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May 26, 2009

The proof is in the penitent

Brotherston When Billy Barclay's mother saw her son's killer on TV singing praise songs, the only thing she could find in her heart was disgust. Apparently, convicted killer Garry Brotherston became a Christian in prison and is now openly discussing his conversion on Christian TV. But, for Billy's mom, it doesn't sit right.

“There is nothing that he can say that will convince me he’s a Christian," she told the Clydebank Post.

If we believe anything at Prison Fellowship, it's that people can change--that bank robbers can become philanthropists, that drug dealers can become pillars of society, and that murderers can become peacemakers. But ... it must start with repentance. And that means not simply repenting before God, but also repenting before those one has most grievously injured--in this man's case, to the family of his victim.

Brotherston's transformation might indeed be sincere, but the proof lies in actions of remorse and repentance. In an interview, Brotherston claimed to think of his victim's family every day. But has there been a letter of apology? Nada. Has there been any attempt at communication? Zip.

In Catherine's As We Forgive, we learn of a man named John who waits more than 10 years to seek forgiveness from a woman whose father he had murdered during the Rwandan genocide. At first, the woman--Chantal--rebukes him in her anger, accusing him of false repentance. But John doesn't leave the apology there--he follows up by visiting Chantal to help her cultivate her land, demonstrating by his actions that his remorse is linked to his soul. Over time, Chantal finds the strength to extend forgiveness to John, and she, herself, is transformed by the freedom it brings.

Conversion must be punctuated by remorse. I don't blame Billy's mom for her skepticism. I'd probably doubt the man's sincerity too.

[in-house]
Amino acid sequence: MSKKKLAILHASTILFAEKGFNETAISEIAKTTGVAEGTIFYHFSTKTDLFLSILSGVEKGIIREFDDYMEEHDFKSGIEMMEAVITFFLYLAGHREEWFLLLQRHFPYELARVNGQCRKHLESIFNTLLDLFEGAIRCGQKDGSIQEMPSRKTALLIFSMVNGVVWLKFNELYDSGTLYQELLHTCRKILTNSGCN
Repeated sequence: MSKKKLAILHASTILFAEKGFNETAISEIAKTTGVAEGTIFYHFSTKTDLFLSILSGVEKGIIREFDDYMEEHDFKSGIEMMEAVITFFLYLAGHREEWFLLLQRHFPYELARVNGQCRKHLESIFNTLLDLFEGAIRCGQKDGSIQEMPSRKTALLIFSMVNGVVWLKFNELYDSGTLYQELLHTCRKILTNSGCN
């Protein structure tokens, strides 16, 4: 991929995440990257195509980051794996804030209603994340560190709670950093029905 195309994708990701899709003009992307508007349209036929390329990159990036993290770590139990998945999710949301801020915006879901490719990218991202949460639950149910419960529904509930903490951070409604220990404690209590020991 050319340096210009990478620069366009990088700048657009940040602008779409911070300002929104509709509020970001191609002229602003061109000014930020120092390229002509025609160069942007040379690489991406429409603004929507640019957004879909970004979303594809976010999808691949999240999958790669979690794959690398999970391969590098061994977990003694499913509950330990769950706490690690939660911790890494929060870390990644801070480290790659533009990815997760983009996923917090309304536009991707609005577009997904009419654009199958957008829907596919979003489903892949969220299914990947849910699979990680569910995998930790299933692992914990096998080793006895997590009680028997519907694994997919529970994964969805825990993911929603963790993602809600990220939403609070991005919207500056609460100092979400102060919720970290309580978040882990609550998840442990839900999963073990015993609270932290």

(Image courtesy of the Clydesdale Post)

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Benjamen R. Meyer

All I can say is:

How sad that she (at least) thinks that "[there] is nothing that he can say that will convince [her] he’s a Christian".

Whether someone who has wronged us or not has sought our forgiveness in a matter, we should still rejoice upon their coming to faith in Christ. It may take healing on both sides before either a mortal forgiveness can be sought or given, but that need not stand in the way of spiritual repentance before Christ.

That is not to say that repentance to those we have wronged in this world should not be sought - it should.

But repentance that is premature is not repentance at all.

Thus, in her situation we should pray not just for them to repent of the wrong committed against us, but also for ourselves that we may forgive them - not when they come to ask for it, but as soon as we are able. Both actions are grace by the hand of God.

Mary DeMuth

They ran a several page story on this in the Dallas Morning News. While I love that Garry Brotherston has turned around, I left the story with the same empty feeling. True repentance involves unabashed and humble admission TO the people wronged. And brokenness. While I can't judge Brotherston's heart, I know I'd have a similar response if I were the mother of the deceased. I could still forgive Brotherston, could still pray for him, but I'd have a hard time believing he'd turned his life around had he not contacted me and asked forgiveness.

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